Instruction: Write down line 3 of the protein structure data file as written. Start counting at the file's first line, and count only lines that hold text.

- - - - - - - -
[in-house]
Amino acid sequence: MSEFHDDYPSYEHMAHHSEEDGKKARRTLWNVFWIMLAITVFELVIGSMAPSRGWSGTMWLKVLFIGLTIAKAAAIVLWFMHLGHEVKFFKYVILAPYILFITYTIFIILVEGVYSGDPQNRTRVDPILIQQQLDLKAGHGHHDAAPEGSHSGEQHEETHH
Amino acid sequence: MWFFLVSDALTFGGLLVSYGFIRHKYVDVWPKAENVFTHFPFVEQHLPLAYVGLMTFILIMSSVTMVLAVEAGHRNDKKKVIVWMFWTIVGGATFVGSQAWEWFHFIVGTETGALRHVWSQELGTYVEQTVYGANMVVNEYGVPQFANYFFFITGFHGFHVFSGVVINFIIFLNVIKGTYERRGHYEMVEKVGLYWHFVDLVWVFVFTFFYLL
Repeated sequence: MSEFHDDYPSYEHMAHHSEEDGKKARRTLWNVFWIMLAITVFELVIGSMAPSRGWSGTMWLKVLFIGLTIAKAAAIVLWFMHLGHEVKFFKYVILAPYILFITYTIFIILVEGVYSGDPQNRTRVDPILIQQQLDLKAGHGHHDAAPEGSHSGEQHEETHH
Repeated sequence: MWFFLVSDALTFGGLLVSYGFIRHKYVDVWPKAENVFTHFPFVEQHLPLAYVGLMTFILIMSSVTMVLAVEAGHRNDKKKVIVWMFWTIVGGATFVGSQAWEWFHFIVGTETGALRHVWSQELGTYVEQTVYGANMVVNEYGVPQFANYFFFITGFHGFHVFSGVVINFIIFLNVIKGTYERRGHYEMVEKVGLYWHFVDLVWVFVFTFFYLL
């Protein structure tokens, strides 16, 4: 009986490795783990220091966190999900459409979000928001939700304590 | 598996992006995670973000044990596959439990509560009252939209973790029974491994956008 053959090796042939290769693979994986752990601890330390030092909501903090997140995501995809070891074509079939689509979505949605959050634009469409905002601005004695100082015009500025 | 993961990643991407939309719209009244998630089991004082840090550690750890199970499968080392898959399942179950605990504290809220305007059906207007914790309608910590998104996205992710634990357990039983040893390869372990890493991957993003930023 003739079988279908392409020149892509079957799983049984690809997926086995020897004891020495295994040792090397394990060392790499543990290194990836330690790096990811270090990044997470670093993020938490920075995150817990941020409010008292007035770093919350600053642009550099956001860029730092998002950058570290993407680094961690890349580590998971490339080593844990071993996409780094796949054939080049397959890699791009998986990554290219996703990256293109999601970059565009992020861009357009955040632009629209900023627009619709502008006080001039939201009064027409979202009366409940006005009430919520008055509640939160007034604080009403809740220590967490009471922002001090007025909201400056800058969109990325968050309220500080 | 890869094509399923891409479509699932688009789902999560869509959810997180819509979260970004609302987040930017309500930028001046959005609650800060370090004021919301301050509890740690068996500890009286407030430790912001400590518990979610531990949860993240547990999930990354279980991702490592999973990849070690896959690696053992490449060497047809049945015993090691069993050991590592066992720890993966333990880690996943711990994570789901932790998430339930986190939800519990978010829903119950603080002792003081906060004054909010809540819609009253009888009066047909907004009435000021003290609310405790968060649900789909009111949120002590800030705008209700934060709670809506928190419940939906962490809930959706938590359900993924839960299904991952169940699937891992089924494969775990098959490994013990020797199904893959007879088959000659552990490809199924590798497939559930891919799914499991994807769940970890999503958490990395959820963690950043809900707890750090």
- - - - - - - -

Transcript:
Amino acid sequence: MWFFLVSDALTFGGLLVSYGFIRHKYVDVWPKAENVFTHFPFVEQHLPLAYVGLMTFILIMSSVTMVLAVEAGHRNDKKKVIVWMFWTIVGGATFVGSQAWEWFHFIVGTETGALRHVWSQELGTYVEQTVYGANMVVNEYGVPQFANYFFFITGFHGFHVFSGVVINFIIFLNVIKGTYERRGHYEMVEKVGLYWHFVDLVWVFVFTFFYLL